“According to Álvaro García Meseguer […] ‘Linguistic sexism occurs when words (lexical sexism) are used or sentences (syntactic sexism) are constructed in a discriminatory manner based on sex due to the form of expression chosen by the speaker’ (1996: 24). And he distinguishes it from ideological sexism, pointing out that it is very important not to confuse the social plane, reality, and the linguistic plane; according to our author, linguistic sexism lies in the form of the message, not in its substance… Social sexism and linguistic sexism would be, according to Meseguer, interdependent; diachronically, the form gives rise to the latter, but the latter contributes to reinforcing the form, since language partly shapes the mentality of speakers. The problem with García Meseguer’s definition lies in the difficulty of distinguishing between form and substance. Let’s consider another subsequent definition: ‘A speaker engages in linguistic sexism when they emit a message that, due to its form (that is, due to the words chosen or the way they are strung together and not to its substance, is discriminatory based on sex). Conversely, when discrimination is due to the substance of the message and not its form, social sexism is engaged in’ (199: 51). At no time is it specified what ‘form’ and ‘substance’ are. It could be thought that Meseguer considers as ‘form’ everything that is not explicitly contained in the message (Vigara, 2009: 31); these would be unintentional contents, somehow fixed or encoded in the language system itself, ‘subliminal information’ (Calero Fernández, 1999: 190), presupposed in the words themselves or in the way they are strung together.”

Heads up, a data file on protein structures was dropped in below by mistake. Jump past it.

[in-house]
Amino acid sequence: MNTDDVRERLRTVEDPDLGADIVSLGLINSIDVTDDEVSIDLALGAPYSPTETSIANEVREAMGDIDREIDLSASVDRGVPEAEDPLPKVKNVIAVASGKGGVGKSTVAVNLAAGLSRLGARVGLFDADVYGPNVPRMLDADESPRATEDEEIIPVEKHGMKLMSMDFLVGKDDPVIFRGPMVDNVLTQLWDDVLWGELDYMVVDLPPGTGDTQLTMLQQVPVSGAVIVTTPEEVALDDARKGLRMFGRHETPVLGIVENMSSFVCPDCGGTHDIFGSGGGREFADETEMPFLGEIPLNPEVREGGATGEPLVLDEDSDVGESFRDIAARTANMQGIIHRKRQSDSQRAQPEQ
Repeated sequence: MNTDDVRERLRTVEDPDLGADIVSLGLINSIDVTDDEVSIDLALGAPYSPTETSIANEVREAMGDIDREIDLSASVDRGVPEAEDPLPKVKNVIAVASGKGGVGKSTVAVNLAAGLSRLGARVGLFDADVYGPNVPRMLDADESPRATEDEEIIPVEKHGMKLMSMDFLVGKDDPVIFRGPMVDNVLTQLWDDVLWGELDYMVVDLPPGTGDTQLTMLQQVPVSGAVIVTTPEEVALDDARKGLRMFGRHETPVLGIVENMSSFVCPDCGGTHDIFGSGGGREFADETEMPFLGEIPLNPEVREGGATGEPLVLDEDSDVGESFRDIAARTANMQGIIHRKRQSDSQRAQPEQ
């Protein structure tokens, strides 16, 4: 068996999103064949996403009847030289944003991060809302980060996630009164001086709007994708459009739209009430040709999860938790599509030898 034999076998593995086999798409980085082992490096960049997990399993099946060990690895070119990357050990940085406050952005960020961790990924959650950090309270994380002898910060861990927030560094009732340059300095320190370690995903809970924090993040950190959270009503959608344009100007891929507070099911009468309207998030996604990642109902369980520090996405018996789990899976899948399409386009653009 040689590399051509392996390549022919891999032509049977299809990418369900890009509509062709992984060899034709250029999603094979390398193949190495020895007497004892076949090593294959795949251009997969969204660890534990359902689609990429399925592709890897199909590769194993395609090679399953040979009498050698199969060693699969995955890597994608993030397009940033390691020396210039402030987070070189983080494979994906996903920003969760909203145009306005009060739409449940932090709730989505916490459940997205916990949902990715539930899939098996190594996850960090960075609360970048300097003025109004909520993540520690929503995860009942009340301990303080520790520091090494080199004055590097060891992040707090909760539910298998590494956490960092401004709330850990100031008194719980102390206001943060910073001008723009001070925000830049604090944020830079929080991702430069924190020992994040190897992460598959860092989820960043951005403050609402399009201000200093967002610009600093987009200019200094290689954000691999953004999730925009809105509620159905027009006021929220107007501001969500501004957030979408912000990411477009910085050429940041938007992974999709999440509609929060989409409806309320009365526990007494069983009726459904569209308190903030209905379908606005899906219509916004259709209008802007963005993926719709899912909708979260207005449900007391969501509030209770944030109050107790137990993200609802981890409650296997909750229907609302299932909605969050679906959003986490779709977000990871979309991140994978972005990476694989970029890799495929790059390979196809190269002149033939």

As mentioned before, there are divergent positions regarding this matter. On one hand, it is argued that language would not be sexist, but rather the use made of it, that is, the users of a language would imbue it with sexism when expressing themselves; on the other hand, it is argued that language could be sexist, male-chauvinist, and discriminatory, especially regarding the invisibility and subjugation of women, or, for example, in relation to certain terms that tend to be neutral or positive in their masculine sense and pejorative in the feminine sense.

Image Rights: Maggie Dougherty